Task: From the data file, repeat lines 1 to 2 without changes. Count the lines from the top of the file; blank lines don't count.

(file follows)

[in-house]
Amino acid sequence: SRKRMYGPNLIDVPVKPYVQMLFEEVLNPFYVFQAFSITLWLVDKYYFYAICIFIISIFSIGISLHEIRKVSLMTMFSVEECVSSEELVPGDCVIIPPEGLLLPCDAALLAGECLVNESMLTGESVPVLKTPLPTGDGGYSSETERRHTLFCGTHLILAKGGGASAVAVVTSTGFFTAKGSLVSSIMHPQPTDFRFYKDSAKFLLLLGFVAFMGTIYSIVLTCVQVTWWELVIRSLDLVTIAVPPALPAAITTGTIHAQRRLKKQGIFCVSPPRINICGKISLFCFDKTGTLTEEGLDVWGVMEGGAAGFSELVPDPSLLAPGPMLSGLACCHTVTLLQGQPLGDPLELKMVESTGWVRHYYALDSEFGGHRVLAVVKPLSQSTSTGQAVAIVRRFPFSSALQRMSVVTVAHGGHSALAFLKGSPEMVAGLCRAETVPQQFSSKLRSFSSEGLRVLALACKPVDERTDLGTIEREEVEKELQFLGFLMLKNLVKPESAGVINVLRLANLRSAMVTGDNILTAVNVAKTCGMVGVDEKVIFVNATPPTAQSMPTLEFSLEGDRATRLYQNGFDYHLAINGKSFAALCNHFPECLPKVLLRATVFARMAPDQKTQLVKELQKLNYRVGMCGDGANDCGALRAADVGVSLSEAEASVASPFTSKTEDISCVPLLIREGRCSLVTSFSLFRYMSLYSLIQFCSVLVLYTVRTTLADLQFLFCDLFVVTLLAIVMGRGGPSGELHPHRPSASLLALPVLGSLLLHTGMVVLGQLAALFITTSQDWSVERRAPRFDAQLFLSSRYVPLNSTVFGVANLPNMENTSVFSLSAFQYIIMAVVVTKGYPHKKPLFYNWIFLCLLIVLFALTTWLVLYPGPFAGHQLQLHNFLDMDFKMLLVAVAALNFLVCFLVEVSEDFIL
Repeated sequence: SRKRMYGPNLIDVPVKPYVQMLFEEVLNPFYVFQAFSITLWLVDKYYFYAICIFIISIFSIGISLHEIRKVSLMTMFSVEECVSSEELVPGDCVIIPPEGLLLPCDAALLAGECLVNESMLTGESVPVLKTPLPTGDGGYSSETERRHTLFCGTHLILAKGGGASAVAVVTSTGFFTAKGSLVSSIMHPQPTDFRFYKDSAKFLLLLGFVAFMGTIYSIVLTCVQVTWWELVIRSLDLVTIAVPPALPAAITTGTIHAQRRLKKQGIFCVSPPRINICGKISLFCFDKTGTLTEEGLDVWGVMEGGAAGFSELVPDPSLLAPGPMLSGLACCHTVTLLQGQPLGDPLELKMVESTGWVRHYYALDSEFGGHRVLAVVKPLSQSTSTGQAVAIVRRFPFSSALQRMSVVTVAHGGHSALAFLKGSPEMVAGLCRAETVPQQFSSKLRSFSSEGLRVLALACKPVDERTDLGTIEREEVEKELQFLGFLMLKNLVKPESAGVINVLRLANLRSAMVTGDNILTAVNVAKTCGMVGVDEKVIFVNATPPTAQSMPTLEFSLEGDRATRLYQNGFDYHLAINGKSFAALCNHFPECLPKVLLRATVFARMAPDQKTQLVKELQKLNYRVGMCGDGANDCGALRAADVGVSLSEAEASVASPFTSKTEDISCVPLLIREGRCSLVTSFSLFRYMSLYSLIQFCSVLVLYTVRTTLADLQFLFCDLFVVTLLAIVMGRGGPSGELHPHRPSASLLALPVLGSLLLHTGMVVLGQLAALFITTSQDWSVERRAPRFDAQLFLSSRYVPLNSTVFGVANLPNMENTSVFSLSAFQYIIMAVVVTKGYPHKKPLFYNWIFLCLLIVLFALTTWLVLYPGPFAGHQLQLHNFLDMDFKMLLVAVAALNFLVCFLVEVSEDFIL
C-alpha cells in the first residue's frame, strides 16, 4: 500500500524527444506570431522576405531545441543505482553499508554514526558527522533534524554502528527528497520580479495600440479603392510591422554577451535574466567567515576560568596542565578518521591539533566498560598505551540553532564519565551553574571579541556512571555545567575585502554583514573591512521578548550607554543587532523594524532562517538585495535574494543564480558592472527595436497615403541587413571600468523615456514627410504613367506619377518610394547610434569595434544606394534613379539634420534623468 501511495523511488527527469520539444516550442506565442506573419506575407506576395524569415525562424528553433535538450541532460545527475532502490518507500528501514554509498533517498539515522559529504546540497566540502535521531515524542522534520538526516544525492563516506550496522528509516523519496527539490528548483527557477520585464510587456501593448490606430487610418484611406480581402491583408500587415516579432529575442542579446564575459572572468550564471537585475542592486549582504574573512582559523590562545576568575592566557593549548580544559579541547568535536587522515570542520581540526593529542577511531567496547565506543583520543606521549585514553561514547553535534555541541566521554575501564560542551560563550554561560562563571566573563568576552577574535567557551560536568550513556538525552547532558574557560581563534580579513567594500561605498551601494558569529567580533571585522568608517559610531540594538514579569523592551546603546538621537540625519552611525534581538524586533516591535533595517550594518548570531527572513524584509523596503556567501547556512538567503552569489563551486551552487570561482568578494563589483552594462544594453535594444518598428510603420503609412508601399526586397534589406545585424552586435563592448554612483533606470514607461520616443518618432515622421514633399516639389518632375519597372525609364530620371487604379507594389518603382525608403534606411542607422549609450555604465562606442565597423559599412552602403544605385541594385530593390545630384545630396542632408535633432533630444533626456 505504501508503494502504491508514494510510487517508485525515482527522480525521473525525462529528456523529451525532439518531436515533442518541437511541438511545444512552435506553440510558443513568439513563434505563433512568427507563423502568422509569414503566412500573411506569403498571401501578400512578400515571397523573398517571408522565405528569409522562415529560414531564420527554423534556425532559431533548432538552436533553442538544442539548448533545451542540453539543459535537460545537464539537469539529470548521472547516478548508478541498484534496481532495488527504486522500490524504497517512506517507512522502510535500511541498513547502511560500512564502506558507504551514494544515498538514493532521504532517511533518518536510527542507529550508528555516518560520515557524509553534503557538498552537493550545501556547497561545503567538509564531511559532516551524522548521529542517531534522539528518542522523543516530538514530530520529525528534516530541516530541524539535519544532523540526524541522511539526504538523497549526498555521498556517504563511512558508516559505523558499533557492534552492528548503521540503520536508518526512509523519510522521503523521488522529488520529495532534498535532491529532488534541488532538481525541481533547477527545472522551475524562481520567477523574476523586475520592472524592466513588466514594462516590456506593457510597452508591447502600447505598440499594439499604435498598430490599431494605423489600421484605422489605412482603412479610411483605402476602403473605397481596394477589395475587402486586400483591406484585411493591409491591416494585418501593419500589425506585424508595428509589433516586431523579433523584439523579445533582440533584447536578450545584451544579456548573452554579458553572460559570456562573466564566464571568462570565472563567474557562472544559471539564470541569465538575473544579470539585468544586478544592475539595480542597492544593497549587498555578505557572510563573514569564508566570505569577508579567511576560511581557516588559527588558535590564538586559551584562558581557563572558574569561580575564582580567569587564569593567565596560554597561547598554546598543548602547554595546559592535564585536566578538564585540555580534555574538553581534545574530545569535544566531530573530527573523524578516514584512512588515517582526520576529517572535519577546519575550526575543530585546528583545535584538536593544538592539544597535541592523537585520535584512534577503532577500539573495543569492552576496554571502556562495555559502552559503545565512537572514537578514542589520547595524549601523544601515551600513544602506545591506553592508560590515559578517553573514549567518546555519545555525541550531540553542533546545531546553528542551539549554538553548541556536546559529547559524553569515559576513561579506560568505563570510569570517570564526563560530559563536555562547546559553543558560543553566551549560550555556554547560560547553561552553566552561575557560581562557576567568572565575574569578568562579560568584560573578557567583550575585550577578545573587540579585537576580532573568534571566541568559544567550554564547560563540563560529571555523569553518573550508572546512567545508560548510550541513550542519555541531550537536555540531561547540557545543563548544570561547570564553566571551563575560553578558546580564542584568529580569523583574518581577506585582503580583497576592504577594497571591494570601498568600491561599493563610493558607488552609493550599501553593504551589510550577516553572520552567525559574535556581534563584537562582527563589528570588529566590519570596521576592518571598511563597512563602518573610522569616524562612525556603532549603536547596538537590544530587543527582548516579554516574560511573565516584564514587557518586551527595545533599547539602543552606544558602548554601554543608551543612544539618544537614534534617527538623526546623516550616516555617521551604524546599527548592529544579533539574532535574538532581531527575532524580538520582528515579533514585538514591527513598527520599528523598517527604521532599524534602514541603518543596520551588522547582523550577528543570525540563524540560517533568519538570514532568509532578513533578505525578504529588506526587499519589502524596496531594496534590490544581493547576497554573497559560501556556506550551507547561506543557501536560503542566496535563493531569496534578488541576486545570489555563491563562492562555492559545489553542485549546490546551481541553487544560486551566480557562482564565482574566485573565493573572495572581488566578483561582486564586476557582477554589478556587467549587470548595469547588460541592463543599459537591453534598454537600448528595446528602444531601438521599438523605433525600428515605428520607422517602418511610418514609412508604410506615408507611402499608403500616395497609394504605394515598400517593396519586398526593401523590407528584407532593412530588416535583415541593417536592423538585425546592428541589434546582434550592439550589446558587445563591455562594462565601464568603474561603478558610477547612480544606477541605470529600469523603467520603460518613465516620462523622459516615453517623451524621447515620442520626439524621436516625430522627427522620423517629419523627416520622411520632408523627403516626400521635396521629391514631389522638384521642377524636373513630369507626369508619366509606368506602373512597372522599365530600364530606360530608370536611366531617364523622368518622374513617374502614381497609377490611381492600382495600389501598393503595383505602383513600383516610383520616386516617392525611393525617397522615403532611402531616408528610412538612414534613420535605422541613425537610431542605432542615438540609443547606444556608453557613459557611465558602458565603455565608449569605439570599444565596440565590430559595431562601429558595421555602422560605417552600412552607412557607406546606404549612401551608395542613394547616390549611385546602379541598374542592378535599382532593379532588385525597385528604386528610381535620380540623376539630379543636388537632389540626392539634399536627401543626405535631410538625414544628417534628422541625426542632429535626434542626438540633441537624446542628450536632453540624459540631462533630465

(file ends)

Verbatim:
[in-house]
Amino acid sequence: SRKRMYGPNLIDVPVKPYVQMLFEEVLNPFYVFQAFSITLWLVDKYYFYAICIFIISIFSIGISLHEIRKVSLMTMFSVEECVSSEELVPGDCVIIPPEGLLLPCDAALLAGECLVNESMLTGESVPVLKTPLPTGDGGYSSETERRHTLFCGTHLILAKGGGASAVAVVTSTGFFTAKGSLVSSIMHPQPTDFRFYKDSAKFLLLLGFVAFMGTIYSIVLTCVQVTWWELVIRSLDLVTIAVPPALPAAITTGTIHAQRRLKKQGIFCVSPPRINICGKISLFCFDKTGTLTEEGLDVWGVMEGGAAGFSELVPDPSLLAPGPMLSGLACCHTVTLLQGQPLGDPLELKMVESTGWVRHYYALDSEFGGHRVLAVVKPLSQSTSTGQAVAIVRRFPFSSALQRMSVVTVAHGGHSALAFLKGSPEMVAGLCRAETVPQQFSSKLRSFSSEGLRVLALACKPVDERTDLGTIEREEVEKELQFLGFLMLKNLVKPESAGVINVLRLANLRSAMVTGDNILTAVNVAKTCGMVGVDEKVIFVNATPPTAQSMPTLEFSLEGDRATRLYQNGFDYHLAINGKSFAALCNHFPECLPKVLLRATVFARMAPDQKTQLVKELQKLNYRVGMCGDGANDCGALRAADVGVSLSEAEASVASPFTSKTEDISCVPLLIREGRCSLVTSFSLFRYMSLYSLIQFCSVLVLYTVRTTLADLQFLFCDLFVVTLLAIVMGRGGPSGELHPHRPSASLLALPVLGSLLLHTGMVVLGQLAALFITTSQDWSVERRAPRFDAQLFLSSRYVPLNSTVFGVANLPNMENTSVFSLSAFQYIIMAVVVTKGYPHKKPLFYNWIFLCLLIVLFALTTWLVLYPGPFAGHQLQLHNFLDMDFKMLLVAVAALNFLVCFLVEVSEDFIL